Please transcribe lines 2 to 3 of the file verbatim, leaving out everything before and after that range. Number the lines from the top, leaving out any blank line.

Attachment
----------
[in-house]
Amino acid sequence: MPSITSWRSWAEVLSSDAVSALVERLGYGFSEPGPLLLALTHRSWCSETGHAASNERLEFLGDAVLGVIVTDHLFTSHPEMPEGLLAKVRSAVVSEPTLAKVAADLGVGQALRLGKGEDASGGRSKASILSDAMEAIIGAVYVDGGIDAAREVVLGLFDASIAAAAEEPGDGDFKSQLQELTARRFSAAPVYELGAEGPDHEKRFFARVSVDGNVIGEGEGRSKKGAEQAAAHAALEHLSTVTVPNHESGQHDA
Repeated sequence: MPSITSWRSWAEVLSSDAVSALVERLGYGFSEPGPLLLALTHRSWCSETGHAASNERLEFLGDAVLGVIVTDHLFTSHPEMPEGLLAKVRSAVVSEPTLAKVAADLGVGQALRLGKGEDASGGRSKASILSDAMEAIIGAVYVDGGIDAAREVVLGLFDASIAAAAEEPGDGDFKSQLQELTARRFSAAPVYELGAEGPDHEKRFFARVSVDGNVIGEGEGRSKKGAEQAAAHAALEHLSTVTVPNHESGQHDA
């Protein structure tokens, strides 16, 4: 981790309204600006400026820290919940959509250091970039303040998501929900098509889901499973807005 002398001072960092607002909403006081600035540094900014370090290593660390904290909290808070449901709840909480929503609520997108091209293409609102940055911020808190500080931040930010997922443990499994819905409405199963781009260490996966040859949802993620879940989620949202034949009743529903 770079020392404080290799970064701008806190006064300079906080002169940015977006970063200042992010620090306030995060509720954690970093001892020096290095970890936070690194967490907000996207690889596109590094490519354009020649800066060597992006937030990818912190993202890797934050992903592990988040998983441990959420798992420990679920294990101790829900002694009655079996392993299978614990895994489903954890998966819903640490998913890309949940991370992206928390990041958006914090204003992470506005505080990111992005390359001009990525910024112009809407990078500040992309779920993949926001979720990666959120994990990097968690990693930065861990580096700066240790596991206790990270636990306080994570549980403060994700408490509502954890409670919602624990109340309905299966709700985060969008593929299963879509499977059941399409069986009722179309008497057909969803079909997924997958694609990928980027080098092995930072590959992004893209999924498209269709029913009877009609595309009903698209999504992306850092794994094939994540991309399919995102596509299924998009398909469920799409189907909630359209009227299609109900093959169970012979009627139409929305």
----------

Amino acid sequence: MPSITSWRSWAEVLSSDAVSALVERLGYGFSEPGPLLLALTHRSWCSETGHAASNERLEFLGDAVLGVIVTDHLFTSHPEMPEGLLAKVRSAVVSEPTLAKVAADLGVGQALRLGKGEDASGGRSKASILSDAMEAIIGAVYVDGGIDAAREVVLGLFDASIAAAAEEPGDGDFKSQLQELTARRFSAAPVYELGAEGPDHEKRFFARVSVDGNVIGEGEGRSKKGAEQAAAHAALEHLSTVTVPNHESGQHDA
Repeated sequence: MPSITSWRSWAEVLSSDAVSALVERLGYGFSEPGPLLLALTHRSWCSETGHAASNERLEFLGDAVLGVIVTDHLFTSHPEMPEGLLAKVRSAVVSEPTLAKVAADLGVGQALRLGKGEDASGGRSKASILSDAMEAIIGAVYVDGGIDAAREVVLGLFDASIAAAAEEPGDGDFKSQLQELTARRFSAAPVYELGAEGPDHEKRFFARVSVDGNVIGEGEGRSKKGAEQAAAHAALEHLSTVTVPNHESGQHDA